Keywords: Private learning, delegation, delays, deadlines, commitment, cheap talk

JEL classification: D82, D83


Title: Communication with forgetful liars

Pages: 605-638

Authors: Philippe Jehiel

Abstract: I consider multi-round cheap talk communication environments in which, after a lie, the informed party has no memory of the content of the lie. I characterize the equilibria with forgetful liars in such settings assuming that a liar's expectation about his past lie coincides with the equilibrium distribution of lies aggregated over all possible realizations of the states. The approach is used to shed light on when the full truth is almost surely elicited, and when multiple lies can arise in equilibrium. Elaborations are proposed to shed light on why non-trivial communication protocols are used in criminal investigations.

Keywords: Forgetful liars, lie detection, analogy-based expectations, cheap talk

JEL classification: C72, D82


Title: Sequential persuasion

Pages: 639-675

Authors: Fei Li, Peter Norman

Abstract: This paper studies sequential Bayesian persuasion games with multiple senders. We provide a tractable characterization of equilibrium outcomes. We apply the model to study how the structure of consultations affects information revelation. Adding a sender who moves first cannot reduce informativeness in equilibrium, and results in a more informative equilibrium in the case of two states. Moreover, with the exception of the first sender, it is without loss of generality to let each sender move only once.  Sequential persuasion cannot generate a more informative equilibrium than simultaneous persuasion and is always less informative when there are only two states.

Keywords: Bayesian persuasion, communication, competition in persuasion, multiple senders, sequential persuasion

JEL classification: D82,D83


Title: The implementation of stabilization policy

Pages: 677-716

Authors: Olivier Loisel

Abstract: In locally linearized dynamic stochastic rational-expectations models, I introduce the concepts of feasible paths (paths on which the policy instrument can be expressed as a function of the policymaker's observation set) and implementable paths (paths that can be obtained, in a minimally robust way, as the unique local equilibrium under a policy-instrument rule consistent with the policymaker's observation set). I show that, for relevant observation sets, the optimal feasible path under monetary policy can be non-implementable in the New Keynesian model, while constant-debt feasible paths under tax policy are always implementable in the Real Business Cycle model. The first result sounds a note of caution about one of the main lessons of the New Keynesian literature, namely the importance for central banks to track some key unobserved exogenous rates of interest, while the second one restores to some extent the role of income or labor-income taxes in safely stabilizing public debt. For any given implementable path, I show how to design arithmetically a policy-instrument rule consistent with the policymaker's observation set and implementing this path as the robustly unique local equilibrium.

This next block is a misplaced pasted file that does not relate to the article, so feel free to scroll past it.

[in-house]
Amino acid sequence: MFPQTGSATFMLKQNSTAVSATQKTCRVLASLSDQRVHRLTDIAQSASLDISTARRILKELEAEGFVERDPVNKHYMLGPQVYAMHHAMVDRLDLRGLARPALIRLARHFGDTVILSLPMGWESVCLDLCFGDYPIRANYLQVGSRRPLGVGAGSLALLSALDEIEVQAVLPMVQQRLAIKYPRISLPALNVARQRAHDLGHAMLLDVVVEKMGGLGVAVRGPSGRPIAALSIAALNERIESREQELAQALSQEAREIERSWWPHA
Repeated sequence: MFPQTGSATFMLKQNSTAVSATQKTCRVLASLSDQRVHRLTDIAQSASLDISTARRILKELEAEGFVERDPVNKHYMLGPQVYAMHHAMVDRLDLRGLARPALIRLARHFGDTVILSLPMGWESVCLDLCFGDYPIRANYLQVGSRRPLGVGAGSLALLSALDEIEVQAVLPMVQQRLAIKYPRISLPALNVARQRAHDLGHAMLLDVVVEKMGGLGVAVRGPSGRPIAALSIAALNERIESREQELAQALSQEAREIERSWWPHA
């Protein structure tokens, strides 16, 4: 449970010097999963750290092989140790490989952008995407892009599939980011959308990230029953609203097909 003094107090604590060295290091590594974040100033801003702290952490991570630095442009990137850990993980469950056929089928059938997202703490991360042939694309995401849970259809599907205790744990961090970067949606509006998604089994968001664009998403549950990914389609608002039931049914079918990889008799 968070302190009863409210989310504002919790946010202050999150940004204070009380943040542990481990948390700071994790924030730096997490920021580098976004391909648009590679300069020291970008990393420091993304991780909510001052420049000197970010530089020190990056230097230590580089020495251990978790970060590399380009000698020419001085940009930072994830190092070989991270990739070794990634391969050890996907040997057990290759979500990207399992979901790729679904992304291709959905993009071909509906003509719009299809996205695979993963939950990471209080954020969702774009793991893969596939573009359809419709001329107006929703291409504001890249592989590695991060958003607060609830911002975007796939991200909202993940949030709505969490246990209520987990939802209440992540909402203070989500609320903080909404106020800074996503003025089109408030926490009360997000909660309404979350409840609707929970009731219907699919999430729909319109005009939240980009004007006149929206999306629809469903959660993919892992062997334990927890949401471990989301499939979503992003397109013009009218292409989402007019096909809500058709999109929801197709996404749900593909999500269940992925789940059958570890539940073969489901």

Keywords: Stabilization policy, local-equilibrium determinacy, observation set, feasible path, implementable path, optimal monetary policy, debt-stabilizing tax policy

JEL classification: E32, E52


Title: Equilibrium in misspecified Markov decision processes

Pages: 717-757

Authors: Ignacio Esponda, Demian Pouzo

Abstract: We provide an equilibrium framework for modeling the behavior of an agent who holds a simplified view of a dynamic optimization problem. The agent faces a Markov Decision Process, where a transition probability function determines the evolution of a state variable as a function of the previous state and the agent’s action. The agent is uncertain about the true transition function and has a prior over a set of possible transition functions; this set reflects the agent’s (possibly simplified) view of her environment and may not contain the true function. We define an equilibrium concept and provide conditions under which it characterizes steady-state behavior when the agent updates her beliefs using Bayes’ rule.

Keywords: Misspecified model, Markov decision process, equilibrium

JEL classification: C61, D83



Publication Date: 
Monday, May 3, 2021